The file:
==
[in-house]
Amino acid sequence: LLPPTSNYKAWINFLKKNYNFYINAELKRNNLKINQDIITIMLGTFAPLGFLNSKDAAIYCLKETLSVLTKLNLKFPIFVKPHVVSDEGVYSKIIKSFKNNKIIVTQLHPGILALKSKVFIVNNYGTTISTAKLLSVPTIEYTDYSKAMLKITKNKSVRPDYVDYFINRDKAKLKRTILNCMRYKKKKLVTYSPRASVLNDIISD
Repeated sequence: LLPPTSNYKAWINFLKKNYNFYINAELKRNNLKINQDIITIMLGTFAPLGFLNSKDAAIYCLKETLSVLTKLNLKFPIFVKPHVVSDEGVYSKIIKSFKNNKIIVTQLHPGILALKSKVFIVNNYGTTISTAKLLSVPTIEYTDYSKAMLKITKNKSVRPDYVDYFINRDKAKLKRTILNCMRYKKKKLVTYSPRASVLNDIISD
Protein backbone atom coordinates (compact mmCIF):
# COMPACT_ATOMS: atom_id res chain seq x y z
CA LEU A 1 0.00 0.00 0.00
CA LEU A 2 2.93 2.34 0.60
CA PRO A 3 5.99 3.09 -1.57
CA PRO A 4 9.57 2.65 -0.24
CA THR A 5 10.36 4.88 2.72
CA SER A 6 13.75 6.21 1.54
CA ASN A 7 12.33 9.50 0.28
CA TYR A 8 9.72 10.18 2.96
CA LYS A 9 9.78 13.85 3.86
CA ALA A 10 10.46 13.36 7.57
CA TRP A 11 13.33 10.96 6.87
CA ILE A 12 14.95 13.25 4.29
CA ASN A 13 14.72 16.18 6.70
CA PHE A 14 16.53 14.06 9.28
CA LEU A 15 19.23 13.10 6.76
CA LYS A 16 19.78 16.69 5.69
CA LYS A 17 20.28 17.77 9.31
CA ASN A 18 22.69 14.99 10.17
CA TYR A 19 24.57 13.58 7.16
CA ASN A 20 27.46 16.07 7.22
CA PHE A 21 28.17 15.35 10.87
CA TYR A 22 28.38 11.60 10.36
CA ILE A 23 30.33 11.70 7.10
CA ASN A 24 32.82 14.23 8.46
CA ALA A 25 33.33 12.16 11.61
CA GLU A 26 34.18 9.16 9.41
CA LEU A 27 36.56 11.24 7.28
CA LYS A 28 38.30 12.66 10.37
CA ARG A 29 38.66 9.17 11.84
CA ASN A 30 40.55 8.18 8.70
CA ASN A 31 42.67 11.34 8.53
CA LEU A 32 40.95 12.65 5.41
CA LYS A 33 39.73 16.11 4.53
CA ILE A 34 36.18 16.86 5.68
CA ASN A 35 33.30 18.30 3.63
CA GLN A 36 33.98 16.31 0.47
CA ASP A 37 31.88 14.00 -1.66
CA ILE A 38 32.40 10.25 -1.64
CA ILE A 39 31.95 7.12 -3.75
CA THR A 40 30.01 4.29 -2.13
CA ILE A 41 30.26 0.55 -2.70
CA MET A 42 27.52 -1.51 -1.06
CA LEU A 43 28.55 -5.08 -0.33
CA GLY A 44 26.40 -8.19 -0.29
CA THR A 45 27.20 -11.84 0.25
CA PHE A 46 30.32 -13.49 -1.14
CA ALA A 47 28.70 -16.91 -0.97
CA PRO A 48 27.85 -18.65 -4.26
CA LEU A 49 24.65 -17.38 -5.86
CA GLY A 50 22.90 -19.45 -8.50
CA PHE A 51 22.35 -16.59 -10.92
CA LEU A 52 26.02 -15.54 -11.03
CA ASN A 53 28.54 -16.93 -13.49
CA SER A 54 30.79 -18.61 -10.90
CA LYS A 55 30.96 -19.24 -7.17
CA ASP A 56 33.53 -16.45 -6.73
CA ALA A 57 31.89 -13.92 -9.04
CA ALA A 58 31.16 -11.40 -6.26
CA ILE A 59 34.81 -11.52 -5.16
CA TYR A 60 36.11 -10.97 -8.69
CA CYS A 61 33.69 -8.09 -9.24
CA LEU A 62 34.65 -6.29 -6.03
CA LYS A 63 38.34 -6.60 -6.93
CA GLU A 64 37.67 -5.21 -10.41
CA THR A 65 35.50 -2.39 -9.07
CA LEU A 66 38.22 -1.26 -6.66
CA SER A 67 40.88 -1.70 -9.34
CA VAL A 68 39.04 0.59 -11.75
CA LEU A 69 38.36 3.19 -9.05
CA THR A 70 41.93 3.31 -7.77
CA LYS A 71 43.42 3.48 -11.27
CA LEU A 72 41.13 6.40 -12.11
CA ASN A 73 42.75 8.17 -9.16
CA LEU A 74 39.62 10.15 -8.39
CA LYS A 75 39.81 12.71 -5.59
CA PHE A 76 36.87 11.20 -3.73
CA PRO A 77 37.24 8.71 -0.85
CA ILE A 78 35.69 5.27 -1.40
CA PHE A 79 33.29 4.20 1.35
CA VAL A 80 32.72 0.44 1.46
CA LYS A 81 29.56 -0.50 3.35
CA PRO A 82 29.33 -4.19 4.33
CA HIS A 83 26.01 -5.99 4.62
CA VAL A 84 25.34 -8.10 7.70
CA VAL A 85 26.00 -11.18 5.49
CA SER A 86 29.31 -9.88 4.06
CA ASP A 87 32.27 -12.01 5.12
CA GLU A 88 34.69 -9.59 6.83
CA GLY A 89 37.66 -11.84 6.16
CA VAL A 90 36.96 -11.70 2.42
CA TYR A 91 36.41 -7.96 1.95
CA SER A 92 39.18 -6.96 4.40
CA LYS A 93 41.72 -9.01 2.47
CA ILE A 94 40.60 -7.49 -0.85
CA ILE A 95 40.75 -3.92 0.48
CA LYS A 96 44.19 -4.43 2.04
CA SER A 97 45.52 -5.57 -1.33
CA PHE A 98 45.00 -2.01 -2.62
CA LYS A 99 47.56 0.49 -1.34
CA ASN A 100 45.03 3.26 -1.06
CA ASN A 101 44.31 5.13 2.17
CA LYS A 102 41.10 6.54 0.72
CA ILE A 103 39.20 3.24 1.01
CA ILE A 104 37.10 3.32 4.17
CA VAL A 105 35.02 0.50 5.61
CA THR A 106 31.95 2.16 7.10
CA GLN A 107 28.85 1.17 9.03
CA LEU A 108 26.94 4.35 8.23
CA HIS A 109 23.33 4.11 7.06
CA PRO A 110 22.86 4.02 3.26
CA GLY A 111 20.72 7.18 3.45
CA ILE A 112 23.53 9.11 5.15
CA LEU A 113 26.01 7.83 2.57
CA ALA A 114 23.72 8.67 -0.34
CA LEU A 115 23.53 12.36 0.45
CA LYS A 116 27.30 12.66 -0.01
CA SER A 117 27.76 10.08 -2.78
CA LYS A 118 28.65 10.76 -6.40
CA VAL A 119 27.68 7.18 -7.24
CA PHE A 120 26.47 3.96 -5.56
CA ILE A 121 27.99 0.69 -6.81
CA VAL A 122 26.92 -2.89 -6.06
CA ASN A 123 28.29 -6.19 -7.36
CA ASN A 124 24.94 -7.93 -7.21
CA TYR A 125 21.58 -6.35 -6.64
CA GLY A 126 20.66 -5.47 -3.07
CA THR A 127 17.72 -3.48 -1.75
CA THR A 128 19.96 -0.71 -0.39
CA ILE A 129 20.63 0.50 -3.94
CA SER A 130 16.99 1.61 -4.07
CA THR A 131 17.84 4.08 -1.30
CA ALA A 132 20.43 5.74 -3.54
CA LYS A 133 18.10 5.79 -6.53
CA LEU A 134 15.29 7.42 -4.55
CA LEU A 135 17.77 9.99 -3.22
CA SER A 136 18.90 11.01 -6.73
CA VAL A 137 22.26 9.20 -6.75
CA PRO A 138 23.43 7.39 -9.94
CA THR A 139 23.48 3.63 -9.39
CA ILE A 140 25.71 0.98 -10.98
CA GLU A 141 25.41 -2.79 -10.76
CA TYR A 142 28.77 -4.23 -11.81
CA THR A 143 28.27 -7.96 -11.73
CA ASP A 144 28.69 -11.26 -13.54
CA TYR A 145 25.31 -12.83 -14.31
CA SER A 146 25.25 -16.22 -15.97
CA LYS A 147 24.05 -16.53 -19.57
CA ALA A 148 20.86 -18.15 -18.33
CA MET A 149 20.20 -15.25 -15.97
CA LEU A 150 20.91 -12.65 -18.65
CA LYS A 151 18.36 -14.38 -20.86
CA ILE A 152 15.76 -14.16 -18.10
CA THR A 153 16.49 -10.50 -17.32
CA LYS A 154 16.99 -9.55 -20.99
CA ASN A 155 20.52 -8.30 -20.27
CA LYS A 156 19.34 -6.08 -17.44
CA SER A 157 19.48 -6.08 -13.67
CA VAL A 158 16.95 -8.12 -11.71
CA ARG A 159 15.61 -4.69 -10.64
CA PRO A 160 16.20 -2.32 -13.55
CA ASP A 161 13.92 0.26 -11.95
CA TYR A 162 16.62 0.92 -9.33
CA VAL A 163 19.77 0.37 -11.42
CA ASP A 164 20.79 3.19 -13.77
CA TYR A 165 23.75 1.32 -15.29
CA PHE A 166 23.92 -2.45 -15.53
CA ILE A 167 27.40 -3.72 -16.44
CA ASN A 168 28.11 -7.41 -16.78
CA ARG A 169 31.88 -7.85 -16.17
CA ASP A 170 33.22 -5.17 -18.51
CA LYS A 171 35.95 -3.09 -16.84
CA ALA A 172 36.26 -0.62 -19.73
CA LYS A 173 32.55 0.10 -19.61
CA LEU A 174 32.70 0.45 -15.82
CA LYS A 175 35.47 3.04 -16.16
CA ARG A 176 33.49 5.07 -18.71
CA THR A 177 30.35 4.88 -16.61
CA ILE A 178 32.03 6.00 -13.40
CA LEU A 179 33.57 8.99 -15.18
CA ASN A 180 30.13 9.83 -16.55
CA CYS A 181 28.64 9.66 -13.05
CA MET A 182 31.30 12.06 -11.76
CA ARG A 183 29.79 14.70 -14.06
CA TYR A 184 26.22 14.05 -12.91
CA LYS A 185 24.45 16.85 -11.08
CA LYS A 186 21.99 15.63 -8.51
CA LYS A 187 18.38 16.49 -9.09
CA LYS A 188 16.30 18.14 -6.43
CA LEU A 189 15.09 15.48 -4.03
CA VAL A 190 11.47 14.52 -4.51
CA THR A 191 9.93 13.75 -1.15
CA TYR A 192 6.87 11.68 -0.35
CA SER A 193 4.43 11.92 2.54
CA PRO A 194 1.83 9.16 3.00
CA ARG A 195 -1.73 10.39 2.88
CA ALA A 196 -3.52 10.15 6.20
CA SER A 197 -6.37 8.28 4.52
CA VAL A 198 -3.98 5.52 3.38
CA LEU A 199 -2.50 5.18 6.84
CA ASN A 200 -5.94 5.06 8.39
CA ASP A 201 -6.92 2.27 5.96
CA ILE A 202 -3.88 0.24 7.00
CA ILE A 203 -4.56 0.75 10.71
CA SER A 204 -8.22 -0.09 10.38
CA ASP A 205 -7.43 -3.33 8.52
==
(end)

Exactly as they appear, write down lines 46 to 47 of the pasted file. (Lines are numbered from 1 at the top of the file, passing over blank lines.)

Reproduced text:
CA ILE A 41 30.26 0.55 -2.70
CA MET A 42 27.52 -1.51 -1.06